The Simbiri project was initiated by Dr Keith Dick and his wife, Dee. Keith was a GP in Wallsend, Tyneside, UK for many years. When Keith semi-retired in 1989 he attended Northumbria Bible College, Berwick upon Tweed, with a view to working in a missionary capacity in Kenya. He also spent three months at Liverpool University to study for, and obtain, the Diploma in Tropical Medicine and Hygiene.
The full name of the Simbiri Project is ‘The Simbiri Nan Bell Health Centre’. Nan Bell had been a missionary in Kenya for around 10 years with her mother in the 1950’s. When back in the UK, Nan Bell became a prayer partner of Dee. And so the idea and vision of a health project in Simbiri was born, developed, and came to fruition when Keith and Dee set off in 1991 for Kenya.
Keith was given a five year work permit ending in 1997. When they went to Simbiri in 1993 there was no road to the proposed health centre site as it was in such a rural setting. During the initial four years that Keith and Dee lived at Simbiri they were given land by some of the local people to build a health centre. They constructed a murum (volcanic ash) 2km road to the site from the local market village of Kosele, with a bridge over a seasonal river. They also dug a large 14 foot deep hole to catch rain water needed for the building work.
Money for the project and to support Keith and Dee was forthcoming from various individuals and trust funds. The K & D 61:1 Trust was formed to support the Simbiri Project and Keith & Dee in their ministry. This enabled money given to the Trust to be gift aided.
By the time Keith and Dee returned to the UK in July 1997 there had been constructed:
- The main health centre building built with local stone from nearby Lake Victoria. This consisted of:
- three wards accommmodating 15 people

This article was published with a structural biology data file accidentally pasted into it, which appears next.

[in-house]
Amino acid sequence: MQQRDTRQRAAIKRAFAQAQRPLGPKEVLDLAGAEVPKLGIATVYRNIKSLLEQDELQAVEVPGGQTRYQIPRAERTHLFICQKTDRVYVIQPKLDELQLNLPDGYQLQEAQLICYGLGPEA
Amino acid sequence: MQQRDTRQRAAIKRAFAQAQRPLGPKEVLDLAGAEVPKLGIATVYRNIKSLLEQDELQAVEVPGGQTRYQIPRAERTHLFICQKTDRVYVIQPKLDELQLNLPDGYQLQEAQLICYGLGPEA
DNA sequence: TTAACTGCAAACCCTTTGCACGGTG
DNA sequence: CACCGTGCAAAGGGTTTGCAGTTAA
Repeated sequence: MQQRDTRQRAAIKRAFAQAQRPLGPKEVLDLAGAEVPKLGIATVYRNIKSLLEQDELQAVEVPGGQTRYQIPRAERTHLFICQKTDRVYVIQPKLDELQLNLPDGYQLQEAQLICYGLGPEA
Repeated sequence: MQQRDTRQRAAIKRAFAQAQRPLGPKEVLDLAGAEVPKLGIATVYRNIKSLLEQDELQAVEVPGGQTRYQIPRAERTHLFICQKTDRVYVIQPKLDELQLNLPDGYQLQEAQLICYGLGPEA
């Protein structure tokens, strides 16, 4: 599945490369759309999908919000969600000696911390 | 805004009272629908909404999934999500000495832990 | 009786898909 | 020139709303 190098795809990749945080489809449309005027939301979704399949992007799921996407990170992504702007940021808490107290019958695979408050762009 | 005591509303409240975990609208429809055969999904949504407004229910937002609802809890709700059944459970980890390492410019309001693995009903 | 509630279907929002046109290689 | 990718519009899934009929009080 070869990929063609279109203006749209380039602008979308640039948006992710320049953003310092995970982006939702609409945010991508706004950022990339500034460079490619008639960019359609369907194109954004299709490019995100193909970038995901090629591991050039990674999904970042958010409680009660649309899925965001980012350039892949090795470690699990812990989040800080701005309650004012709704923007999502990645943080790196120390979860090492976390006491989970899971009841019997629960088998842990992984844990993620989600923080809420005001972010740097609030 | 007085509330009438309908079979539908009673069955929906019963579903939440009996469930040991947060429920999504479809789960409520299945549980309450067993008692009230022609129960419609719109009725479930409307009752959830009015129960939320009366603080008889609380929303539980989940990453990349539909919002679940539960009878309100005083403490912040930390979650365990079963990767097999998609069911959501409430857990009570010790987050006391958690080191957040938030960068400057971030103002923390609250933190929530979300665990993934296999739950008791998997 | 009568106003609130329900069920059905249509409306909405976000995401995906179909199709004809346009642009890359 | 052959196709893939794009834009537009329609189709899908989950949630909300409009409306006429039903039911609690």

- a room for emergency maternity
- a small laboratory (essential for accurate diagnosis of prevalent illnesses such as malaria, HIV/AIDS, Tb, etc)
- pharmacy store room
- two consulting rooms
- reception room
- administrators office
- patient and staff toilets and patient washrooms.
- A staff residence to house 12 staff
- A large storehouse
- One 77,000 litre stone built water tank (a second one built in 1998). The water tanks drain rain water off the large corrugated iron roofs of the Health Centre buildings.
Starting with a few staff in the initial stages, over the years the number of staff increased to its present level.
The work expands
Having lived in Simbiri for four years, Keith and Dee returned to the UK. However, until 2013 they visited Simbiri each year for several weeks at a time to drive forward the project. Also, they kept in regular contact with the staff. Their continued commitment to the project was instrumental in adding more facilities. In 2004 a mortuary was built (a much needed facility in such a hot country). In 2005 a 60kw generator was purchased (because there is no mains electricity, gas or running water in the area as yet). Also, modern refrigerated units were installed in the mortuary building which, at the time, accommodated 12 bodies. (This has since been increased to 30 bodies.)
One way towards the aim of the Health Centre being self reliant was to become registered with the National Health Insurance Fund (NHIF) of Kenya. After four frustrating years of trying for this to become a reality, the Health Centre became registered in June 2010. NHIF is a government insurance fund. Most employed people become registered on this scheme but it is also available to all Kenya citizens. People with an NHIF card can be treated at a health centre or hospital which is registered with NHIF. The health centre or hospital can then claim a fee back from the Kenyan government for the treatment. Since the Simbiri Health Centre became NHIF accredited, it has made a big difference to the income.
Although being registered with NHIF resulted in more income, it also generated more work! As a result the number of staff has increased to its present level. Also, an additional children’s ward was built in 2012 to bring the total number of in-patient beds to 32.
In 2013, Keith and Dee stood down as the main overseers of the Health Centre. This was passed on to Dr Tim Kenny who is also a trustee.